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High-risk groups include healthcare workers and carer’s of people in at-risk groups.
During week 50, 2017 (week ending 17 December), the GP consultation rate for influenza-like illness (ILI) in Ireland increased to 20.3 per 100,000 population from an updated rate of 6.8 per 100,000 during week 49, 2017 (week ending 10 December). Flu rates are above the baseline threshold, a level which means that flu is actively circulating in the community, according to the Director of HPSC Dr Kevin Kelleher.
“Influenza-like illness increased in all age groups except in those aged 0-4 years. Hospitalised cases of influenza and influenza-associated outbreaks in residential care facilities have also increased. Although flu is starting to circulate, flu activity remains at low levels.
“Prevention is better than cure, and the increase in flu activity means it is even more important to get your flu jab if you are in an at-risk group. Initial indications so far point to more people in at-risk groups and more healthcare workers getting the flu vaccine this year. The HSE would urge those who have not yet been vaccinated to join their peers and their colleagues in getting the flu vaccine this year.”
High-risk groups are:
• All those aged 65 years and older
• People including children with chronic illness requiring regular medical follow-up such as chronic lung disease, chronic heart disease, chronic neurological disorders, neurodevelopmental disorders and diabetes
• Those with lower immunity due to disease or treatment and all cancer patients
• All pregnant women. The vaccine can be given safely at any stage of pregnancy
• Those with morbid obesity i.e. Body Mass Index ≥ 40
• Residents of nursing homes and other long-stay facilities
• Healthcare workers and carer’s of those in at-risk groups
“People in at-risk groups can get the vaccine for free as they are at much greater risk of becoming seriously unwell if they catch flu, and sadly many end up in hospital,” said Dr Kelleher.
“Most people, unless they are in at-risk group, can get better themselves at home. Advice, tips, information and videos on getting over flu and other common illnesses are available at a new HSE website, www.undertheweather.ie. The site was developed by the HSE along with GPs and pharmacists and is a great resource for people to get advice and get better.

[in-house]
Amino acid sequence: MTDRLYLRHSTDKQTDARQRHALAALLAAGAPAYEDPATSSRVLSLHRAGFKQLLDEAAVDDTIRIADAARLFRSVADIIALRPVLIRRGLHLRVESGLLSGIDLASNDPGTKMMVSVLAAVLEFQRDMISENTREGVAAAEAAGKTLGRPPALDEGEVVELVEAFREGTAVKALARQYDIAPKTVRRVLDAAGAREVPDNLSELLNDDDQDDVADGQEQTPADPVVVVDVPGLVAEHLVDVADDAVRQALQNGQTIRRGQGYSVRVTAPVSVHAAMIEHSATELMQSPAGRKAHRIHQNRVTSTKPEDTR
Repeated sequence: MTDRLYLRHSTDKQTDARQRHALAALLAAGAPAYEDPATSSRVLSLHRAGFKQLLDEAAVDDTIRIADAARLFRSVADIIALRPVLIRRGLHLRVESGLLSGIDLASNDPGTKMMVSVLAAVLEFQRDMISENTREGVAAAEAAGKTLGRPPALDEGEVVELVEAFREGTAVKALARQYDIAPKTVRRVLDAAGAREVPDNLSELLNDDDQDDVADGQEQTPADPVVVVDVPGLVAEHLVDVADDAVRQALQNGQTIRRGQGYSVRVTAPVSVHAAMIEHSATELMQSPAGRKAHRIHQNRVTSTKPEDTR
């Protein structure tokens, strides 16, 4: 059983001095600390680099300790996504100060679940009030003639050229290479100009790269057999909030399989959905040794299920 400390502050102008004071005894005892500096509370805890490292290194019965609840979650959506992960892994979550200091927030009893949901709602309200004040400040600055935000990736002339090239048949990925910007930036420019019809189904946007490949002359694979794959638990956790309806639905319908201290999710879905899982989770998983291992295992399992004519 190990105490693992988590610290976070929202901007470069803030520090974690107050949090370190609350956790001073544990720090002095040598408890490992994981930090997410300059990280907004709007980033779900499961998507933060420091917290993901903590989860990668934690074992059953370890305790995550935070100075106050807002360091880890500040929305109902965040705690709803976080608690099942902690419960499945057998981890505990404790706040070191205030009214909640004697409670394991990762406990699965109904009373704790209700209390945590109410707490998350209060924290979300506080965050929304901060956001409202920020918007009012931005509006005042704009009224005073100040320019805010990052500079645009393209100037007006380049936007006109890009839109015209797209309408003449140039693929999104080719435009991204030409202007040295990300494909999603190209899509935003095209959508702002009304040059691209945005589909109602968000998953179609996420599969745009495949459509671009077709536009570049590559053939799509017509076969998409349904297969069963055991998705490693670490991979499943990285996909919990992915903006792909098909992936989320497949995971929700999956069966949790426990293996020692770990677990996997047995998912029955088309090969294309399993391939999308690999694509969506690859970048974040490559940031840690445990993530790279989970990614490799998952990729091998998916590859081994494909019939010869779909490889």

“The symptoms of influenza usually develop over a matter of a few hours and include a high temperature, sore muscles, dry cough, headache and sore throat. This is different from the common cold, which tends to come on more gradually and usually includes a runny nose and a normal temperature.
“Anyone who gets flu should stay at home, rest, drink plenty of fluids and use over-the-counter remedies like paracetamol to ease symptoms. Anyone in one of the high-risk groups should contact their GP if they develop influenza symptoms. If you need to visit your GP or the emergency department, please phone first to explain that you might have flu.
“Covering your nose and mouth with a tissue when you cough and sneeze, disposing of the tissue as soon as possible and cleaning your hands as soon as you can are important measures in helping prevent the spread of influenza and other germs and reducing the risk of transmission,” added Dr Kelleher.
ILI rates give an indication of the overall community levels of influenza activity in Ireland and are reported by selected GPs as part of a surveillance system jointly run by the ICGP, the National Virus Reference Laboratory and the HPSC.
Vaccination remains the most effective means of preventing infection by seasonal influenza viruses.
The weekly influenza surveillance reports and further information on influenza and flu vaccine are available at www.hpsc.ie.
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